Context Zonisamide is a marketed antiepileptic drug that has serotonergic and
dopaminergic activity in addition to blockade of sodium and calcium channels.
Weight loss was an adverse effect associated with zonisamide treatment in
epilepsy clinical trials.
Objective To evaluate the efficacy of zonisamide for weight loss in obese adults.
Design and Setting Sixteen-week randomized, double-blind, placebo-controlled trial with
an optional single-blind extension of the same treatment for another 16 weeks,
conducted at Duke University Medical Center from March 2001 to March 2002.
Participants Fifty-five (92%) women and 5 (8%) men (mean [SE] body mass index, 36.3
[0.5]; mean age, 37.0 (1.0) years).
Interventions Patients were randomly assigned to receive zonisamide (n = 30) or placebo
(n = 30). All participants were prescribed a balanced hypocaloric diet (500
kcal/d deficit) and compliance was monitored with self-rated food diaries.
Zonisamide therapy was started at 100 mg/d orally, with gradual increase to
400 mg/d and further increase to 600 mg/d for patients losing less than 5%
of body weight at the end of 12 weeks. Placebo dosing was identical.
Main Outcome Measure Change in body weight.
Results Of the 60 randomized patients, 51 completed the 16-week acute phase.
In an intent-to-treat analysis using the available data for all randomized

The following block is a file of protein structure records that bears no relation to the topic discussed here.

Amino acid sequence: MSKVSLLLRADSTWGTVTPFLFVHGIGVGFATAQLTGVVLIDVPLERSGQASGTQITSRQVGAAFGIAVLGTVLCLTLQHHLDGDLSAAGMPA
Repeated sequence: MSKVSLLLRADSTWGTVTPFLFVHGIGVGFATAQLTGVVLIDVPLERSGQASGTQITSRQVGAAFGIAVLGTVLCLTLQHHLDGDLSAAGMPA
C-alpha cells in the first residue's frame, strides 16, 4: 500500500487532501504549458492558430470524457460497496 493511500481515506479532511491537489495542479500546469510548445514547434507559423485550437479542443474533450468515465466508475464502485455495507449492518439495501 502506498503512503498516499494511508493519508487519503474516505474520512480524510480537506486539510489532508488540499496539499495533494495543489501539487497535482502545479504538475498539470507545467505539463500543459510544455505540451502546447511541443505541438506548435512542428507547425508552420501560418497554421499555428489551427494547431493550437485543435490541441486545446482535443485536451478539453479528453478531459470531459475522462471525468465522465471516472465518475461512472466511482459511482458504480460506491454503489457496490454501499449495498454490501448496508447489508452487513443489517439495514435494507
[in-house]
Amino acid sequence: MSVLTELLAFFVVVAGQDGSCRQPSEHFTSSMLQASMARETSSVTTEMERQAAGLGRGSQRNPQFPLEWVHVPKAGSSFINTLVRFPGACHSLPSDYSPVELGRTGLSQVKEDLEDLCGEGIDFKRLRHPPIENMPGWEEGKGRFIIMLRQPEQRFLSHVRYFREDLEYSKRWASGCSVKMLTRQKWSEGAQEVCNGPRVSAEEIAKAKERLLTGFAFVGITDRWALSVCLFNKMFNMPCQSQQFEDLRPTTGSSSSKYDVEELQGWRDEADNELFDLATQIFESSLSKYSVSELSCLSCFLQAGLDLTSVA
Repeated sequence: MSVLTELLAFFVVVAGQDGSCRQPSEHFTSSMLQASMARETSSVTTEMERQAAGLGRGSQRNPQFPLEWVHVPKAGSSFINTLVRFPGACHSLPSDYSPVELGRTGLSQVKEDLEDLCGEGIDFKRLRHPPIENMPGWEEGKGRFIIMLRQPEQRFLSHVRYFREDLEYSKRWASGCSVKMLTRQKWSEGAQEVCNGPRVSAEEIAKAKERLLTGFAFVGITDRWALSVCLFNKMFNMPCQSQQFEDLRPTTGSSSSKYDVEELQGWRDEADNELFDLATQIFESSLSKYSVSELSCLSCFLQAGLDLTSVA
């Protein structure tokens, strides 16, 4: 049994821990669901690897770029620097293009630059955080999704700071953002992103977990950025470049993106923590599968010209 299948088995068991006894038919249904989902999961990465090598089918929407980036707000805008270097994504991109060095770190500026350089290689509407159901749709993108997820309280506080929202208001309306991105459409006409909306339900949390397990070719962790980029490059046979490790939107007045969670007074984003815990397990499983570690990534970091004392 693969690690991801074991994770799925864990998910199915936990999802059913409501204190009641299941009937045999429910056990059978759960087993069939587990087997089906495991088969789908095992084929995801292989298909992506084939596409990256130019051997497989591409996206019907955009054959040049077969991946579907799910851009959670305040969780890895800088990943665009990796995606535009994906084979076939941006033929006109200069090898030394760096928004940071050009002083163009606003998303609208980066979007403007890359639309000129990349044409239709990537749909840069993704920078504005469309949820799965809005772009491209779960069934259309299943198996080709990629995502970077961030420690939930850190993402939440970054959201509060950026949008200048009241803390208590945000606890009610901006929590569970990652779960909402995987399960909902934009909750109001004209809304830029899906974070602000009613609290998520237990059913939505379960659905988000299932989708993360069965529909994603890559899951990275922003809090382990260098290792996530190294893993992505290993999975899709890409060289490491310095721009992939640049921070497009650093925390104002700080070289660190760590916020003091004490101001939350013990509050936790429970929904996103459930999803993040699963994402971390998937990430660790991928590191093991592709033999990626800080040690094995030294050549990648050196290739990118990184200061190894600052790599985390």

participants with the last observation carried forward, the zonisamide group
lost more body weight than the placebo group (mean [SE], 5.9 [0.8] kg [6.0%
loss] vs 0.9 [0.4] kg [1.0% loss]; t = 5.5; P<.001) during the 16-week period. A longitudinal mixed-model
regression for weight change controlling for age, race, sex, body mass index,
and percent body fat estimated that zonisamide treatment over the 16-week
study duration was associated with significantly greater weight loss than
was placebo (t = 6.4; P<.001).
Seventeen (57%) of 30 in the zonisamide group and 3 (10%) of 30 in the placebo
group lost at least 5% of body weight (P<.001)
by week 16. Of the 37 participants who entered the extension phase, 36 completed
week 32. The zonisamide group (n = 19) had a mean weight loss of 9.2 kg (1.7
kg) (9.4% loss) at week 32 compared with 1.5 kg (0.7 kg) (1.8% loss) for the
placebo group (n = 17) (t = 4.0; P<.001). Zonisamide was tolerated well, with few adverse effects.
Conclusion In this short-term, preliminary trial, zonisamide and hypocaloric diet
resulted in more weight loss than placebo and hypocaloric diet in the treatment